As anyone who’s read this blog for a while knows, I’m not a big fan of eminent domain. The fact of the matter is that it’s a necessary process, at times, but it should be the absolutely, positively last resort taken. And it should only be considered in the case of a true public good that can’t be provided in any other reasonable manner.
Case in point would be a road to connect communities that are not served by any other roadway and there’s no way to do so without building a road that would go a hundred miles out of the way. Or if the road that existed already needed to be turned from an intersection to an interchange to handle critical regional traffic. Those are examples of a true public good but they are not reasons, unto them themselves, to use eminent domain right off the bat. Every reasonable attempt must be made to buy the land and the government should not expect to get that land at below market value prices.
The issue that came to my attention today is that of the Rainville family of Vermont, specifically of their farm nestled right up against the border of Canada.
The Rainville farm sits on the Morses Line border crossing, a sparsely used two lane blacktop with an aging Customs and Border Protection building that the Department of Homeland Security wants to modernize and expand. The agency plans to use stimulus funds to build a new $8 million dollar, multi-lane complex, and says it needs the nearly five acres of the Rainville’s farmland to complete it.
The Rainvilles say the project will put their farm out of business. With the farm losing money, every inch of land is needed, especially the land they use to grow hay to support their cows for the production of milk.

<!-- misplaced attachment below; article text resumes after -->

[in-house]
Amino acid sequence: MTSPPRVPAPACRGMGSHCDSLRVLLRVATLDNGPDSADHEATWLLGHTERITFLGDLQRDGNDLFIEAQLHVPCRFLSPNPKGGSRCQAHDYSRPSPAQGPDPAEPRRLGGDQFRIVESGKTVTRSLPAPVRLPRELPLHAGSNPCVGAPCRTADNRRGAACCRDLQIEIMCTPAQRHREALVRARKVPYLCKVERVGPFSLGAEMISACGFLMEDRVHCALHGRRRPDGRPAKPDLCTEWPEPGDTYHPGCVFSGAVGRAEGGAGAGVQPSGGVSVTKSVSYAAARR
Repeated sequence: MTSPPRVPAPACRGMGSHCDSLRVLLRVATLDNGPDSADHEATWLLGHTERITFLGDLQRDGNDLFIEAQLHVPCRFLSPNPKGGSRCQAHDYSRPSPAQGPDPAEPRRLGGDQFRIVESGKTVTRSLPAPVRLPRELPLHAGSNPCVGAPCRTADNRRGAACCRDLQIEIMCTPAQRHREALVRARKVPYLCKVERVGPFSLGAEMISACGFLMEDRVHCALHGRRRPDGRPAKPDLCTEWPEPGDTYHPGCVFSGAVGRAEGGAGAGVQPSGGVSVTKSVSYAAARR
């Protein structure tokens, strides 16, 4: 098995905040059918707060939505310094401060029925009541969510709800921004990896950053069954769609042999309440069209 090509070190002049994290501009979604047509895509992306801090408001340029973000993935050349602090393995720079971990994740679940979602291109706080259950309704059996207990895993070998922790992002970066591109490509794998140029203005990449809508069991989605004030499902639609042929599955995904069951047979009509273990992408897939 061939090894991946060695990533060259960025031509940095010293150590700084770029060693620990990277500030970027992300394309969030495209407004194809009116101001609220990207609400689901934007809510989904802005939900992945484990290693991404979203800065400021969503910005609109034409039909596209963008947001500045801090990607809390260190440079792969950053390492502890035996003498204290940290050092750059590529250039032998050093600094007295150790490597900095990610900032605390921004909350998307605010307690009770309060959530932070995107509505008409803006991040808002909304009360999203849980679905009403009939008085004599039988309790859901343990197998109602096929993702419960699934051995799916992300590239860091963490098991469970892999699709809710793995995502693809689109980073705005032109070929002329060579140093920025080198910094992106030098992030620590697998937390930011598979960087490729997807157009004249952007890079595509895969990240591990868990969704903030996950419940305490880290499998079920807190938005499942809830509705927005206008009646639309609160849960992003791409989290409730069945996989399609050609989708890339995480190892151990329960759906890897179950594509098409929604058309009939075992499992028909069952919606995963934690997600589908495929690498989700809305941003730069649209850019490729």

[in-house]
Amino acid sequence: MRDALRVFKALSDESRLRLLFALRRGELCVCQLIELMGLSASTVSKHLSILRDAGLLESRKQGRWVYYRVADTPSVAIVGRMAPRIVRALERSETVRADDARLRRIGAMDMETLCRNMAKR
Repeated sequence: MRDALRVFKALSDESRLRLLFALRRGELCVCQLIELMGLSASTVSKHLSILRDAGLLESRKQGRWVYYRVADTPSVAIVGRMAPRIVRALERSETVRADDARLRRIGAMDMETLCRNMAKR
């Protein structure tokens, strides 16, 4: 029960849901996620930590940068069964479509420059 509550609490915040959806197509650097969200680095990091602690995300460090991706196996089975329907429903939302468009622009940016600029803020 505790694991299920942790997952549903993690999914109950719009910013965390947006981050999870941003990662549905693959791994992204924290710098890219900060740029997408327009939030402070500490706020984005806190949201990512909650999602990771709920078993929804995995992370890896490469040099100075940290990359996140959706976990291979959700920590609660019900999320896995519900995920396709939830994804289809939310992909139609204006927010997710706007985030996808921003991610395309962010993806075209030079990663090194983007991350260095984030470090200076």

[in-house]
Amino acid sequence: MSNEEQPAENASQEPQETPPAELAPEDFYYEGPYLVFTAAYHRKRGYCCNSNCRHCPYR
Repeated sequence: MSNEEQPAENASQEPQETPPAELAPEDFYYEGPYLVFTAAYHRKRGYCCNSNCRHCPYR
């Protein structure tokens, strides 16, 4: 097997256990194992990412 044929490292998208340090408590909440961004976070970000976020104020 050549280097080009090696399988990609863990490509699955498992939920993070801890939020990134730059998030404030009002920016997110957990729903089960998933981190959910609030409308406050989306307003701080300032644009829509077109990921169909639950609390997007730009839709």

The crossing is lightly used. Government statistics from the Customs and Border Protection agency show just over 14,800 vehicles cross the border every year. That works out to about 40 cars a day, or roughly two and a half an hour. The crossing is not even open 24 hours a day. Brian thinks it should be closed completely, and the traffic moved to larger crossings nearby. But the government is intent on upgrading the facility, which includes the small customs building built in the 1930’s, that sports a small bench with handcuffs.
“The Morses Line Port is more than seventy years old and has dilapidated infrastructure and outdated technology,” said Customs and Border Protection spokesman Rafael Lemaitre in a statement to Fox News.
OK, so we have a border crossing that needs to be updated but that’s getting the cart before the horse, frankly. The 1st question that should be answered is whether we need that crossing at all. Based on the rate of use, I’d say we’re getting along fairly well using other crossings, but how far away are those? Well if you look to the east, you see the crossing via Vermont Highway 108, just 10.6 miles away from the Morse’s Line crossing near the Rainville farm. If you drove from the farm to that crossing, it’s going to take an estimated 18 minutes to make the drive. Hardly a serious burden. Looking to the west, however, you see the even larger crossing at I-89. That’s 16.8 miles from Morse’s Line, just 22 minutes away. In short, there are perfectly good crossings within a 30-minute drive in either direction and those drive times assume you’re already up there at the crossing when you start. If you start at points significantly to the south, the diversion over to one of those alternates would likely only add a few minutes to your drive.
I do not see that the Morse’s Line crossing is so critical to our nation’s commerce and mobility that keeping it is work taking 5 acres of private property from a citizen who’s only wish is to farm it in peace. This is a bad call by DHS and they should reverse course. Close down the crossing, take that money and spend it updating the other 2 crossings I mentioned instead.